A neural net representation of experienced and nonexperienced users during manual wheelchair propulsion

Patrick Patterson, Scott Draper

Research output: Contribution to journalArticle

9 Scopus citations

Abstract

A neural net approach was used to classify and analyze combinations of the physiological and kinematic responses (the factor patterns) of experienced and novice individuals during wheelchair propulsion, and to determine the key characteristics (individual factors) used in making this determination. A sequence of artificial neural networks (ANN) was developed and used to classify differences between eight nonimpaired controls and seven individuals using wheelchairs, who ranged in age from 24 to 36 years. The subjects propelled a wheelchair on a specially constructed dynamometer at three different velocity levels during which stroke pattern, force, energy, and efficiency data were collected. The data from 10 subjects (5 from each group) were used to train a net, with the data from the remaining 5 subjects used to test the resulting net. The nets correctly classified the training subjects in all 10 cases and correctly classified all 5 test subjects, indicating that the developed networks were able to generalize to new data sets. It was concluded that a minimal net consisting of only three variables, peak VO2 at the high velocity, hand force on the rim at the low velocity, and push angle at the high velocity, could accurately represent the differences between these groups.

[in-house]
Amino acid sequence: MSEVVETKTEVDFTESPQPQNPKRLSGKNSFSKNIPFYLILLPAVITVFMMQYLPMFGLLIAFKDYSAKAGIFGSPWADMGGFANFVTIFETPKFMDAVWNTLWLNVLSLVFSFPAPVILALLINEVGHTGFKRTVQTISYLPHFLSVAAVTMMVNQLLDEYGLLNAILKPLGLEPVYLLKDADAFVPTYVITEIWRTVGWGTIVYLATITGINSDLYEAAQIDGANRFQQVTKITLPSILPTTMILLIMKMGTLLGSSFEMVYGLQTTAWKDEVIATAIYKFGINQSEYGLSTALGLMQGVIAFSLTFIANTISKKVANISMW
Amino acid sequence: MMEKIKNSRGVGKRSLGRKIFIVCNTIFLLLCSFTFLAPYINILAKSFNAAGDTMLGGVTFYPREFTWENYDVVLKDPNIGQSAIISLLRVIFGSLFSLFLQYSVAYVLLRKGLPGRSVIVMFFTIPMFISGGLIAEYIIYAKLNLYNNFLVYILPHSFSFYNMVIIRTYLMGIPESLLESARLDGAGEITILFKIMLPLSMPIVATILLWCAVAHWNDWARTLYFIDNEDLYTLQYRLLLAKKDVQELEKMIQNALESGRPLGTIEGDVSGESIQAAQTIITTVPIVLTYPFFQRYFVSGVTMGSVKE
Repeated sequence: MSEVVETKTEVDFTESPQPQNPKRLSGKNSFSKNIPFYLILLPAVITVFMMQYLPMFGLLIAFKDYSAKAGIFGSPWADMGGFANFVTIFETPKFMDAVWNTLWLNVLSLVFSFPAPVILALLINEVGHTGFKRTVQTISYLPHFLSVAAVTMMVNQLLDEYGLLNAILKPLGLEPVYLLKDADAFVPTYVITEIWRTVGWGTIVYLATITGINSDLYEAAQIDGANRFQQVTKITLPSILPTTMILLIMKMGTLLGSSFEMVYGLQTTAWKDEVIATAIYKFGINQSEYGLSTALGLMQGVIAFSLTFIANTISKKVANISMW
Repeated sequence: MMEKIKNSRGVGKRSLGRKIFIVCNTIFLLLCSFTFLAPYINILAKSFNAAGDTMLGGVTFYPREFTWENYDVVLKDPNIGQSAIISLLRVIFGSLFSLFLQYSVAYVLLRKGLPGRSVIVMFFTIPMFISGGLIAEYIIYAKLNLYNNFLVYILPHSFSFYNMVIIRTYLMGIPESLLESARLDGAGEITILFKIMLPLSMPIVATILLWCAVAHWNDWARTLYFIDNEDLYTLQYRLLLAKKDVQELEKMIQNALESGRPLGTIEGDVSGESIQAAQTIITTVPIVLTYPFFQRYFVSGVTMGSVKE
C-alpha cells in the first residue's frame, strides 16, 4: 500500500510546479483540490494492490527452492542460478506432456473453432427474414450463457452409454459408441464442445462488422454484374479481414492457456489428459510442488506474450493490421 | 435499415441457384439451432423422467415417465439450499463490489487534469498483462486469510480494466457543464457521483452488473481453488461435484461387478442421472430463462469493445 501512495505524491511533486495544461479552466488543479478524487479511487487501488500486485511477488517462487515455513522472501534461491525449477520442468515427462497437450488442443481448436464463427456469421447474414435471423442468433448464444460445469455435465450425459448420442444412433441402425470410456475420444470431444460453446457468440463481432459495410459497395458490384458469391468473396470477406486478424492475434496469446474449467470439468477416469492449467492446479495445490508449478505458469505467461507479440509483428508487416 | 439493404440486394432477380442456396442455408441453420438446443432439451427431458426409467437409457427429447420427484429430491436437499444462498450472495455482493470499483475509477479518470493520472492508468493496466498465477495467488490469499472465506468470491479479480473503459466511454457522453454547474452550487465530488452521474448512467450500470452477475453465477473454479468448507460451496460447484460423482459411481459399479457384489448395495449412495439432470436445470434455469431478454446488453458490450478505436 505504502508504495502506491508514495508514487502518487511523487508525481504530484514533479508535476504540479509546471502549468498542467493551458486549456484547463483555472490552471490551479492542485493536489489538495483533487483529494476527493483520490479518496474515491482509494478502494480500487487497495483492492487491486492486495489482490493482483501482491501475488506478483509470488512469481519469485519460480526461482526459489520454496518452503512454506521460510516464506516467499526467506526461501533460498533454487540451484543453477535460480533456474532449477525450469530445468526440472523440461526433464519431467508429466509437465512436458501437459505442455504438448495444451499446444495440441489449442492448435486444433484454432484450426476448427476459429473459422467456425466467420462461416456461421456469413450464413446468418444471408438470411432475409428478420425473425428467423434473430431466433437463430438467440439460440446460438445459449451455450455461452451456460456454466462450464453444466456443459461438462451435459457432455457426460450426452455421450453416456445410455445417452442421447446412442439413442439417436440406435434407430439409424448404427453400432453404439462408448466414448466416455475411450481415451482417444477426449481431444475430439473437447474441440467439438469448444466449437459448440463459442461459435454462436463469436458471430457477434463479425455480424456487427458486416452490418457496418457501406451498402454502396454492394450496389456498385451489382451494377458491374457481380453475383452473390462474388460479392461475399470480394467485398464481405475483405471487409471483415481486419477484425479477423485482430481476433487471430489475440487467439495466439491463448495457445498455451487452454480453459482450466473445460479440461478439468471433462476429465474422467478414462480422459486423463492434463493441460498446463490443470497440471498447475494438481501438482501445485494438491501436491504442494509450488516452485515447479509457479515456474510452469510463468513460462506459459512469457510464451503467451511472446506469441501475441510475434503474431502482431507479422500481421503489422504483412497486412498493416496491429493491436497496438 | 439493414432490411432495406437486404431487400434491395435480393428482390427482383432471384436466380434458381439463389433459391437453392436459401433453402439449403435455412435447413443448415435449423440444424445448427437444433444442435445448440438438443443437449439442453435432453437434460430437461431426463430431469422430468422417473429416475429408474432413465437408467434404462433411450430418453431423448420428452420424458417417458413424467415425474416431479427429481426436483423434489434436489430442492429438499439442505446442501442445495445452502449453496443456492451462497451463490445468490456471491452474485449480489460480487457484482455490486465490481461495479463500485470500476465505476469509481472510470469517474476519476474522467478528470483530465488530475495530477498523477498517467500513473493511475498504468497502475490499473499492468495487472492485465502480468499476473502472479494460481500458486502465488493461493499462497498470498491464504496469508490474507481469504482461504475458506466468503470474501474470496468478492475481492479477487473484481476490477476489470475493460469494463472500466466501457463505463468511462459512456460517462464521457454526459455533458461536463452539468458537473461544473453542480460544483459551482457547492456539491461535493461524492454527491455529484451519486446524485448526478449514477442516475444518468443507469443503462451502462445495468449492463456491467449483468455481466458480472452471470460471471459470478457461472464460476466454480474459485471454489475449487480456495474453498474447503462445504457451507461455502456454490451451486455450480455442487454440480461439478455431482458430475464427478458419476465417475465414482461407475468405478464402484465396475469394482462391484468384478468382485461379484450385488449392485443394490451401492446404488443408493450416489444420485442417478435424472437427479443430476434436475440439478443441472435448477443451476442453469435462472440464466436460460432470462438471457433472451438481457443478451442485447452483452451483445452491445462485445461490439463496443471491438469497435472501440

Original languageEnglish
Pages (from-to)43-51
Number of pages9
JournalJournal of Rehabilitation Research and Development
Volume35
Issue number1
StatePublished - Jan 1998

Keywords

  • Neural nets
  • Wheelchair propulsion

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